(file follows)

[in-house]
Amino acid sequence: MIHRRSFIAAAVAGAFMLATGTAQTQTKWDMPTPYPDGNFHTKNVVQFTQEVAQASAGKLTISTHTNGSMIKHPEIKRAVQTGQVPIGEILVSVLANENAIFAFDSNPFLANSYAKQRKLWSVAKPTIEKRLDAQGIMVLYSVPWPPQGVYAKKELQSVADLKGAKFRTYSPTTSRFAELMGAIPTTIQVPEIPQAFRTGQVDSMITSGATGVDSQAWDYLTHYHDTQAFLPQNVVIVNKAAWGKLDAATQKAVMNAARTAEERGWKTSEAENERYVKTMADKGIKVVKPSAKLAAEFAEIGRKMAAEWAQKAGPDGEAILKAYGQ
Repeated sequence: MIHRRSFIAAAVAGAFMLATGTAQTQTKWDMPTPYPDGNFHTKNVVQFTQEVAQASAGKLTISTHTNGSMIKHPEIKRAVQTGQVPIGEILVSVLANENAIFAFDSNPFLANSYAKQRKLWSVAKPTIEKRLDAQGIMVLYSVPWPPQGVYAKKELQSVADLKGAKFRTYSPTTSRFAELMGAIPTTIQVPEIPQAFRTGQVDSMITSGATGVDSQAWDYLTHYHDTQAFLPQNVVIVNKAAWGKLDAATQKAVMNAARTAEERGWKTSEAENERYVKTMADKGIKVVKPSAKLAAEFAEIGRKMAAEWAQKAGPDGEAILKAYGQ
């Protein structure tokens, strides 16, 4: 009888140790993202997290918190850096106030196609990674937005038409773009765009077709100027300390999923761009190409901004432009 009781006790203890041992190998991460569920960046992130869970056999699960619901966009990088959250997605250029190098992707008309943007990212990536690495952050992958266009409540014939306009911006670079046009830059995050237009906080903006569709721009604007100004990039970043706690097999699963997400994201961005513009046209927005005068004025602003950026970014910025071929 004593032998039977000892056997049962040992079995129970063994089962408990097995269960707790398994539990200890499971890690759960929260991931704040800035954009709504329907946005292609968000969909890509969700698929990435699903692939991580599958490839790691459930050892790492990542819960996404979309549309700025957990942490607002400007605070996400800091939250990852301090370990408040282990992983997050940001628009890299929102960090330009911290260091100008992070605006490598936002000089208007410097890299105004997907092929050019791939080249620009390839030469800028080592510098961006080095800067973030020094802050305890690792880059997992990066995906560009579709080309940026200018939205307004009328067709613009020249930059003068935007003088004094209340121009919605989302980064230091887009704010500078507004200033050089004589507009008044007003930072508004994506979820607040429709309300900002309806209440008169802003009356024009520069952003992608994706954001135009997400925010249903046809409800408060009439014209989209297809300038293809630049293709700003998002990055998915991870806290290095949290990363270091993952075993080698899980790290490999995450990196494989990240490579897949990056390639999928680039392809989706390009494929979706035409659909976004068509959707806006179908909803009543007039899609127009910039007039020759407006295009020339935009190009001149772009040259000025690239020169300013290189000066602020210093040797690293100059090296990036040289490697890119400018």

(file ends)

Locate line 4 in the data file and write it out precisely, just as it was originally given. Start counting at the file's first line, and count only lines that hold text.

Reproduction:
């Protein structure tokens, strides 16, 4: 009888140790993202997290918190850096106030196609990674937005038409773009765009077709100027300390999923761009190409901004432009 009781006790203890041992190998991460569920960046992130869970056999699960619901966009990088959250997605250029190098992707008309943007990212990536690495952050992958266009409540014939306009911006670079046009830059995050237009906080903006569709721009604007100004990039970043706690097999699963997400994201961005513009046209927005005068004025602003950026970014910025071929 004593032998039977000892056997049962040992079995129970063994089962408990097995269960707790398994539990200890499971890690759960929260991931704040800035954009709504329907946005292609968000969909890509969700698929990435699903692939991580599958490839790691459930050892790492990542819960996404979309549309700025957990942490607002400007605070996400800091939250990852301090370990408040282990992983997050940001628009890299929102960090330009911290260091100008992070605006490598936002000089208007410097890299105004997907092929050019791939080249620009390839030469800028080592510098961006080095800067973030020094802050305890690792880059997992990066995906560009579709080309940026200018939205307004009328067709613009020249930059003068935007003088004094209340121009919605989302980064230091887009704010500078507004200033050089004589507009008044007003930072508004994506979820607040429709309300900002309806209440008169802003009356024009520069952003992608994706954001135009997400925010249903046809409800408060009439014209989209297809300038293809630049293709700003998002990055998915991870806290290095949290990363270091993952075993080698899980790290490999995450990196494989990240490579897949990056390639999928680039392809989706390009494929979706035409659909976004068509959707806006179908909803009543007039899609127009910039007039020759407006295009020339935009190009001149772009040259000025690239020169300013290189000066602020210093040797690293100059090296990036040289490697890119400018």